President Barack Obama delivers the State of the Union speech before members of Congress in the House chamber of the U.S. Capitol on Jan. 20, 2015 in Washington, D.C.
Photo by Mark Wilson/Getty

A president rediscovers his audacity

About a year ago, one of the more common criticisms from President Obama’s detractors was that he’d become “disengaged.” A frustrated president, the argument went, had grown listless and cynical. Fox News actually fielded a national poll asking respondents if they thought Obama still wanted to be president.
After last night’s State of the Union address, it’s a safe bet we won’t hear those criticisms again for quite a while.
Love him or hate him, President Obama has rediscovered his audacity. Last night, Americans saw a bold president celebrating his accomplishments, chiding his rivals, and presenting an ambitious agenda built on a foundation of “middle-class economics” (a phrase he referenced six times in his remarks).
In some progressive circles, it’s not uncommon to hear the left long for the Obama they loved in 2004, when he burst onto the national stage at the Democratic convention in Boston. The president signaled that he’s still very much that guy by repeating the very language he used at the time:
“[J]ust over a decade ago, I gave a speech in Boston where I said there wasn’t a liberal America, or a conservative America; a black America or a white America – but a United States of America…. I know how tempting such cynicism may be. But I still think the cynics are wrong.
“I still believe that we are one people. I still believe that together, we can do great things, even when the odds are long. I believe this because over and over in my six years in office, I have seen America at its best…. I know the good, and optimistic, and big-hearted generosity of the American people who, every day, live the idea that we are our brother’s keeper, and our sister’s keeper. And I know they expect those of us who serve here to set a better example.”
I half expected Obama to start a “Fired up, ready to go” call-and-response with Democrats in the chamber. (It was not the only flashback: towards the end of the SOTU, Obama said, “Fifteen years into this new century, we have picked ourselves up, dusted ourselves off, and begun again the work of remaking America.” It was phrasing direct from his first inaugural address in 2009.)
Nearly as interesting as watching the president last night was watching congressional Republicans seethe. GOP lawmakers were very likely coming to terms with a disappointing realization: every time they knock Obama down, he just gets back up. After the 2014 midterms, Republicans no doubt assumed that they would finally have their opportunity to set the national agenda and move the nation much further to the right, but the State of the Union served as Obama’s reminder to them: he’s still in the driver’s seat, he has his foot on the gas, and he has a growing number of Americans ready to follow his lead.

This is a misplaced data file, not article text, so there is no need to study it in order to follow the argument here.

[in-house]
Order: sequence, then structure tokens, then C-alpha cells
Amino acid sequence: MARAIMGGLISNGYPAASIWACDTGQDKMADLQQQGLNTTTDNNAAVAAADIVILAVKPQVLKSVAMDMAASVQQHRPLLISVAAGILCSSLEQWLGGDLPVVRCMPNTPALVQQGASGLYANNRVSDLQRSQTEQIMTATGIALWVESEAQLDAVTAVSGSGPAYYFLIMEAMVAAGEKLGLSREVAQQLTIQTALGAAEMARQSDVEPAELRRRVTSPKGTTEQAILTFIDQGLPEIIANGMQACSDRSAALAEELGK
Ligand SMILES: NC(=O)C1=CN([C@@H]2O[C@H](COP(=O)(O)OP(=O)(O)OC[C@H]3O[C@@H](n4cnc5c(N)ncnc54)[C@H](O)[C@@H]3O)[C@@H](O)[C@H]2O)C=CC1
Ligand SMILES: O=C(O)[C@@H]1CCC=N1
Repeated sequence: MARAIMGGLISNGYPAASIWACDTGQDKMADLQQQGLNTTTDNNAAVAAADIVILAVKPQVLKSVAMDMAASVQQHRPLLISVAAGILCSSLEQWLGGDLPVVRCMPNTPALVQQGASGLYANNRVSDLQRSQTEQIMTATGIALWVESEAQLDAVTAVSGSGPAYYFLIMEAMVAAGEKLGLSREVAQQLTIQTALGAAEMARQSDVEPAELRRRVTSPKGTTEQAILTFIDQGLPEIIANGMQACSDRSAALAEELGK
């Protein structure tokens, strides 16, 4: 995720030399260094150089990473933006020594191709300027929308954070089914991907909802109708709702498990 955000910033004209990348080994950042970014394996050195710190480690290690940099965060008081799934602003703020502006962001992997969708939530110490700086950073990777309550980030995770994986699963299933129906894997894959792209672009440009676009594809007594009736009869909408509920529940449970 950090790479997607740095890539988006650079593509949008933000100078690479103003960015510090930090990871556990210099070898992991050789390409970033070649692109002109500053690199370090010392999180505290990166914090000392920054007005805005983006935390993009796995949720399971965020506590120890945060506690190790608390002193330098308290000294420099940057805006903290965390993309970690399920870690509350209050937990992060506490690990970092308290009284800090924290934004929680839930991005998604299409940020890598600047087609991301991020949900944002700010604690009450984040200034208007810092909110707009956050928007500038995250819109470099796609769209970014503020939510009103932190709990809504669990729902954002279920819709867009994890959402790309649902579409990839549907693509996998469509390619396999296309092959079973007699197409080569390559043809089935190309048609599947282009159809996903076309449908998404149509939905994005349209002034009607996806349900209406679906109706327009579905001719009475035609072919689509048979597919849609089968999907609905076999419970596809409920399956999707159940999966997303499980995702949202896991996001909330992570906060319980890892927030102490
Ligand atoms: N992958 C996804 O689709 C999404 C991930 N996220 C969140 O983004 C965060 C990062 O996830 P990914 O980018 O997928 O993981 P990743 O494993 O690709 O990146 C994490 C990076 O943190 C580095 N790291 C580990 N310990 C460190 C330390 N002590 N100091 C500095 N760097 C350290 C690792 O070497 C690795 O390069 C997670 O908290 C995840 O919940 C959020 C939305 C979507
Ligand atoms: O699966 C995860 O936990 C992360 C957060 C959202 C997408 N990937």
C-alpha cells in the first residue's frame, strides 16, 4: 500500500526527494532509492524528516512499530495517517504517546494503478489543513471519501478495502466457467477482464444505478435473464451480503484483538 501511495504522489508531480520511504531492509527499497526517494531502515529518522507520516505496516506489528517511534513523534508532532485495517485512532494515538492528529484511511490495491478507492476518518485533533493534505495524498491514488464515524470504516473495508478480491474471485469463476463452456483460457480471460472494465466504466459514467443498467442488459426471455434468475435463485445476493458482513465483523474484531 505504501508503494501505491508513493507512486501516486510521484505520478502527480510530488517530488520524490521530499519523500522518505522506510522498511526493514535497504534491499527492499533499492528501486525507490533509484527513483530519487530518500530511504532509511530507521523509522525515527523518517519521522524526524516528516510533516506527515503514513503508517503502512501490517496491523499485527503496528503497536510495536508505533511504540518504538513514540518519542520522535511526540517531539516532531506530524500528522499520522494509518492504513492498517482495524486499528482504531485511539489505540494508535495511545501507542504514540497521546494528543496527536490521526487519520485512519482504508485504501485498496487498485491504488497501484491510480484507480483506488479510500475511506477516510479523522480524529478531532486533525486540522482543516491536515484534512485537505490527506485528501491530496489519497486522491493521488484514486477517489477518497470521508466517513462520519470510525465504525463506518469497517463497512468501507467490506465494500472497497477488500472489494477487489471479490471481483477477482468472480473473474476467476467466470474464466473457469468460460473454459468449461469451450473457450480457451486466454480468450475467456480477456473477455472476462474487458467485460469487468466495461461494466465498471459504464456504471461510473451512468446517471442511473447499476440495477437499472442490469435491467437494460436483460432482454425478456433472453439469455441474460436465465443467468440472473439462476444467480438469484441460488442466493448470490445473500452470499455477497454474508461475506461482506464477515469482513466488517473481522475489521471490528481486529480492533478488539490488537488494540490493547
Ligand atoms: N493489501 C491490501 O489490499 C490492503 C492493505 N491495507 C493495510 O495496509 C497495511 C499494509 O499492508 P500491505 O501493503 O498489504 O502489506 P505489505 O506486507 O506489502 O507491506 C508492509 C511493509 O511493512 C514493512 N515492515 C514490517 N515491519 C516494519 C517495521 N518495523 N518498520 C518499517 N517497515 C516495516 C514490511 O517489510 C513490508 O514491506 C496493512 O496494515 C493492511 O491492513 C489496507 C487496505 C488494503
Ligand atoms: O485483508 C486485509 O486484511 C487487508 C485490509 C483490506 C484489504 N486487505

The result was a visual that Republicans should have avoided. Early in his remarks, the president ran through a series of notable breakthroughs:
“Today, we have new tools to stop taxpayer-funded bailouts, and a new consumer watchdog to protect us from predatory lending and abusive credit card practices. And in the past year alone, about 10 million uninsured Americans finally gained the security of health coverage.
“At every step, we were told our goals were misguided or too ambitious; that we would crush jobs and explode deficits. Instead, we’ve seen the fastest economic growth in over a decade, our deficits cut by two-thirds, a stock market that has doubled, and health care inflation at its lowest rate in 50 years.
“This is good news, people.”
Those last five words were ad-libbed and not in the original text. Obama felt the need to add them, of course, because he saw angry Republicans sitting on their hands despite the American successes. The president, in other words, was wondering aloud why GOP lawmakers weren’t willing to join everyone else in applauding good news for the country.
The answer, whether Republicans were willing to admit it or not, was that the breakthroughs were the results of Democratic policies, which GOP lawmakers fought to – and still hope to – destroy.
Taking a step back, one of the broader themes of the address was “turn the page,” a phrase Obama used very early on. It’s a simple, almost predictable line, but last night, it carried more weight than it ordinarily might. This was the State of the Union address in which the president finally felt comfortable starting an entirely new chapter – post-recession, post-Iraq, post-Afghanistan, post-austerity, post-crisis atmosphere.
As far as Obama’s concerned, the race is now on to fill a new, blank page and write the next chapter, and he laid out a confident agenda intended to do exactly that. To this extent, the address was less of a speech and more of a challenge.
The president didn’t literally say, “Game on,” but he might as well have.
1/20/15, 9:10 PM ET

Full video: President Obama's SOTU address

President Barack Obama addresses a joint session of Congress to deliver his State of the Union address, outlining major themes for policies he intends to advocate in the coming year, and encouraging American unity.

Barack Obama and State of the Union

A president rediscovers his audacity